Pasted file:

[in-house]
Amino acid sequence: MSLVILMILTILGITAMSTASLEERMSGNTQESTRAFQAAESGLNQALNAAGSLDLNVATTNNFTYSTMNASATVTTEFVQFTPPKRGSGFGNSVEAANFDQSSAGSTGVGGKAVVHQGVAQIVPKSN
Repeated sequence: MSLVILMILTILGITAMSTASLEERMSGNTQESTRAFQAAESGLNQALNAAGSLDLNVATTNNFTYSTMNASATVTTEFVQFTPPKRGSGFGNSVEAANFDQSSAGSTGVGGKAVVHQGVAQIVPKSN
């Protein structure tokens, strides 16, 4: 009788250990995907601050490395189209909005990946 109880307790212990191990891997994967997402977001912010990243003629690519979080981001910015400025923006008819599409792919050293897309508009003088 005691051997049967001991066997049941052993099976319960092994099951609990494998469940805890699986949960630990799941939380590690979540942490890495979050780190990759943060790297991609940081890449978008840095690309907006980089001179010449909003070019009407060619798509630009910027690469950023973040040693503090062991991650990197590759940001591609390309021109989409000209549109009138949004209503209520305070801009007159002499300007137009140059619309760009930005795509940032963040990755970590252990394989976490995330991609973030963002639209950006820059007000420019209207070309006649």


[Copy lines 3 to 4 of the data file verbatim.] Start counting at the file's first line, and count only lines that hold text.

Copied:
Repeated sequence: MSLVILMILTILGITAMSTASLEERMSGNTQESTRAFQAAESGLNQALNAAGSLDLNVATTNNFTYSTMNASATVTTEFVQFTPPKRGSGFGNSVEAANFDQSSAGSTGVGGKAVVHQGVAQIVPKSN
């Protein structure tokens, strides 16, 4: 009788250990995907601050490395189209909005990946 109880307790212990191990891997994967997402977001912010990243003629690519979080981001910015400025923006008819599409792919050293897309508009003088 005691051997049967001991066997049941052993099976319960092994099951609990494998469940805890699986949960630990799941939380590690979540942490890495979050780190990759943060790297991609940081890449978008840095690309907006980089001179010449909003070019009407060619798509630009910027690469950023973040040693503090062991991650990197590759940001591609390309021109989409000209549109009138949004209503209520305070801009007159002499300007137009140059619309760009930005795509940032963040990755970590252990394989976490995330991609973030963002639209950006820059007000420019209207070309006649």